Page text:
Israeli troops control many Palestinians' access to land
Israeli restrictions make normal life "close to impossible" for many West Bank Palestinians, the International Committee of the Red Cross has said.
Some Palestinians are often unable to reach a hospital or visit relatives, while 50% live in poverty, it said.
They are also frequently harassed by Jewish settlers, the organisation said.
An Israeli foreign ministry spokesman said the ICRC had ignored statements by the Palestinian Authority that West Bank residents lived a "normal life".
Whilst the economy has shown some signs of growth, the ICRC statement said restrictions linked to Israeli settlements had deprived many Palestinian farmers of their land.
It said attacks and harassment by settlers prevented many farmers from cultivating their own land, and some 10,000 Palestinian olive trees had been cut down or burned in the past three years.
"The ICRC has repeatedly called for action to be taken to allow Palestinians to live their lives in dignity," said ICRC head of operations in the Middle East, Beatrice Megevand-Roggo.
"We reiterate our call on Israel to do more to protect Palestinians in the West Bank against settler violence, to safeguard their land and crops, to allow families to repair their houses and to assure that all Palestinians can get to hospital or to school without delay."
Israeli foreign ministry spokesman Yigal Palmor said the report ignored official PA figures which showed the economic situation had "improved remarkably" over the past year.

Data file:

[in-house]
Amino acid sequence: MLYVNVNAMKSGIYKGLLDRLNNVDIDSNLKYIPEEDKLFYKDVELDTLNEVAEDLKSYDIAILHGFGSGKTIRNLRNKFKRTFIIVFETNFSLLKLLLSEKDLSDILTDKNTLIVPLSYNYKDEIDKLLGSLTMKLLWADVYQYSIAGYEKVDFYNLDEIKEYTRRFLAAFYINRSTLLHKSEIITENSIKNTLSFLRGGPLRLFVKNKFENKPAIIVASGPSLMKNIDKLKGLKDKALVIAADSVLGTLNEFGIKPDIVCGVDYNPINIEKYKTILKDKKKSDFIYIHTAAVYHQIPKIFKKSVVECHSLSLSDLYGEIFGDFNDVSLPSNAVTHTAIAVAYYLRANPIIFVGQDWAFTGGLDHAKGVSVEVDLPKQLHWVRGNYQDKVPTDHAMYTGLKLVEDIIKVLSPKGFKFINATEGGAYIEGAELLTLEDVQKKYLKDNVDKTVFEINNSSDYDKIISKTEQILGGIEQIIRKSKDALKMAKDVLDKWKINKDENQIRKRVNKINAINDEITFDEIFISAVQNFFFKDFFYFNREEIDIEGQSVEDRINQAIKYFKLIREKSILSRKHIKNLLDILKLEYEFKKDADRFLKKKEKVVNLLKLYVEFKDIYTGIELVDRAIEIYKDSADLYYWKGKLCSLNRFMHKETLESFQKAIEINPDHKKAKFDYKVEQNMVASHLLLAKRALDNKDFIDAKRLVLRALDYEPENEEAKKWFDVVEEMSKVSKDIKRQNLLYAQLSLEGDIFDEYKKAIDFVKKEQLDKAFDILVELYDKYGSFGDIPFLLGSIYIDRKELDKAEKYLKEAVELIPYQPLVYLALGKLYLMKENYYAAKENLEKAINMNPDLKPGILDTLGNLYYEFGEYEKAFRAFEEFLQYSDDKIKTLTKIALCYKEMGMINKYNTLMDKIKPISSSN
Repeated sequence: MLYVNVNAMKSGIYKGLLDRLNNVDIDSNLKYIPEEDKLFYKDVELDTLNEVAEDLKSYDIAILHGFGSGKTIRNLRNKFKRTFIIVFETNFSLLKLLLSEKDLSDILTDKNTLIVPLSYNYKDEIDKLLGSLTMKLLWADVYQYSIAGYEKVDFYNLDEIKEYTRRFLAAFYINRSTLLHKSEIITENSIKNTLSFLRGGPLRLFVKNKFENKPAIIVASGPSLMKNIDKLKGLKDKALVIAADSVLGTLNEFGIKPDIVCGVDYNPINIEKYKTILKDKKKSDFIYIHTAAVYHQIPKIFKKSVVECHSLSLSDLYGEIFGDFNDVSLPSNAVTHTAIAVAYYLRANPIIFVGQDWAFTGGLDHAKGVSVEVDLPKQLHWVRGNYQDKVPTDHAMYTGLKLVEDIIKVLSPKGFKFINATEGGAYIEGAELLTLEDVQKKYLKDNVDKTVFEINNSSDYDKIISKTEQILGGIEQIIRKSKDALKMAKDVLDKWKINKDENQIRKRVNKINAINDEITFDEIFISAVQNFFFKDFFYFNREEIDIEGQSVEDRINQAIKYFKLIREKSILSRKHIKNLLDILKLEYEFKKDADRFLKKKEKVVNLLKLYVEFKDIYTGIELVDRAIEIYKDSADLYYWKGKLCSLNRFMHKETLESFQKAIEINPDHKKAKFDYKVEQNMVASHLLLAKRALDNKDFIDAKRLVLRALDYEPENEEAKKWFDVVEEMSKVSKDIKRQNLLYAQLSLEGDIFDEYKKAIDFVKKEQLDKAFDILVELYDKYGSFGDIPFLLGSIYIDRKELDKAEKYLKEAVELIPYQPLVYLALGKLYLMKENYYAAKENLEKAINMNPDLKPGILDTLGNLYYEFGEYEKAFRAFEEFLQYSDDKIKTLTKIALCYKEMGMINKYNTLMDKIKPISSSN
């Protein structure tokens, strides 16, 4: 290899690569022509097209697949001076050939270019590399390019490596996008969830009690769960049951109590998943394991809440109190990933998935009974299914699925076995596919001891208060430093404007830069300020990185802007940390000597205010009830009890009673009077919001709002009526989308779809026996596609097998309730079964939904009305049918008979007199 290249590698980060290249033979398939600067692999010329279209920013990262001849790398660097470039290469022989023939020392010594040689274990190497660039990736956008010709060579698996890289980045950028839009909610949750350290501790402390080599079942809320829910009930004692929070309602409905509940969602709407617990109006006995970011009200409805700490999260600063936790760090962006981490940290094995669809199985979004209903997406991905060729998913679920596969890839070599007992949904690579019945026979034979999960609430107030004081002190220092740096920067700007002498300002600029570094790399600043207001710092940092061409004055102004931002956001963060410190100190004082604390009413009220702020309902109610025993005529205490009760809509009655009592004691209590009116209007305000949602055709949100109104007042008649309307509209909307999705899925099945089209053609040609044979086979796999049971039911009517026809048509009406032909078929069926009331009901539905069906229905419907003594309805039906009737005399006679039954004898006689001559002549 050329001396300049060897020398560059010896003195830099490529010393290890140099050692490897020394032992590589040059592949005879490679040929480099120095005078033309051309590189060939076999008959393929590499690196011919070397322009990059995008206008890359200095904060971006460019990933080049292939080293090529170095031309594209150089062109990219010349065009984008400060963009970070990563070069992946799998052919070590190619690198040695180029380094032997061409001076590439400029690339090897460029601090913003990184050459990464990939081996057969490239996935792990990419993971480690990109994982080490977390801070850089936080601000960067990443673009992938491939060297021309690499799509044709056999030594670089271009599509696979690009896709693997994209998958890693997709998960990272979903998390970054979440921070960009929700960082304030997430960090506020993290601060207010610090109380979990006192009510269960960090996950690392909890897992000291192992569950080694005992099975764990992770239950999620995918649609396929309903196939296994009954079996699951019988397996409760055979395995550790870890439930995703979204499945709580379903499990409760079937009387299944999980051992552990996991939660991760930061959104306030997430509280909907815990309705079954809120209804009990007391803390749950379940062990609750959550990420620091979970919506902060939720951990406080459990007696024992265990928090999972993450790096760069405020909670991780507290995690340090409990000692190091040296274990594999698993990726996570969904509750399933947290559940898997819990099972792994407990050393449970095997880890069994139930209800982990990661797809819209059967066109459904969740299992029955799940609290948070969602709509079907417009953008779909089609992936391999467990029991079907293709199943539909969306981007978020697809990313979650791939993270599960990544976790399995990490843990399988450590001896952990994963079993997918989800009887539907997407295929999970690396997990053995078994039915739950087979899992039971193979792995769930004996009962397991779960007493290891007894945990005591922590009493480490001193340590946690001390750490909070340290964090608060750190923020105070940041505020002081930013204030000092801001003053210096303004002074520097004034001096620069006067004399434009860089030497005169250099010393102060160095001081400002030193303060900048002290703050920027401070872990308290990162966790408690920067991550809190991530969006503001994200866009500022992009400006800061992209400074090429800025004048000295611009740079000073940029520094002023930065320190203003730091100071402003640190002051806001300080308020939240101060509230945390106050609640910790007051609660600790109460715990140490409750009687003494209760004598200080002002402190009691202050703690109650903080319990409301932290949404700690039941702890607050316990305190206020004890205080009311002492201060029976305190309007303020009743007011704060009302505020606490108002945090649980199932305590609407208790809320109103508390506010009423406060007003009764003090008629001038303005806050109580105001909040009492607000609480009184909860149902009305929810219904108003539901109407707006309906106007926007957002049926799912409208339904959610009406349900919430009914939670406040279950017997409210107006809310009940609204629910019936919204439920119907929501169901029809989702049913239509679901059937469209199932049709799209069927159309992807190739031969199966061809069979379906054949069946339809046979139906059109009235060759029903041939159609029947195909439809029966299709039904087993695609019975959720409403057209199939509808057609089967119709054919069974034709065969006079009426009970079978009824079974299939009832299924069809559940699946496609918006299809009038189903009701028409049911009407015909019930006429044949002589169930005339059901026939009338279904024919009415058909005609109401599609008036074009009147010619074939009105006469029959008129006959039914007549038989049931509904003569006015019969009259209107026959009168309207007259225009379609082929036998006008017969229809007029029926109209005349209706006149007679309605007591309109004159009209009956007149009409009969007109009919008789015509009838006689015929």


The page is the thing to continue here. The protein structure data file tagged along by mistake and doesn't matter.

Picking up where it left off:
He also referred to comments by PA President Mahmoud Abbas to the Washington Post in May 2009, where he said "in the West Bank, we have a good reality, the people are living a normal life".
In November, the Israeli government of Benjamin Netanyahu ordered a 10-month cessation of building new settlements in the West Bank, a precondition for peace talks demanded by the Palestinians.
But, according to information released by the Israeli government, around 30 settlements are still being developed in defiance of the order.
US attempts to revive peace talks have stalled over the Jewish settlement issue.
Palestinians say they will not return to peace talks unless Israel stops settlement building in the West Bank.
Israel has a long-standing commitment under an existing peace plan to stop settlement growth.
All settlements in the West Bank, including East Jerusalem, are considered illegal under international law, although Israel disputes this.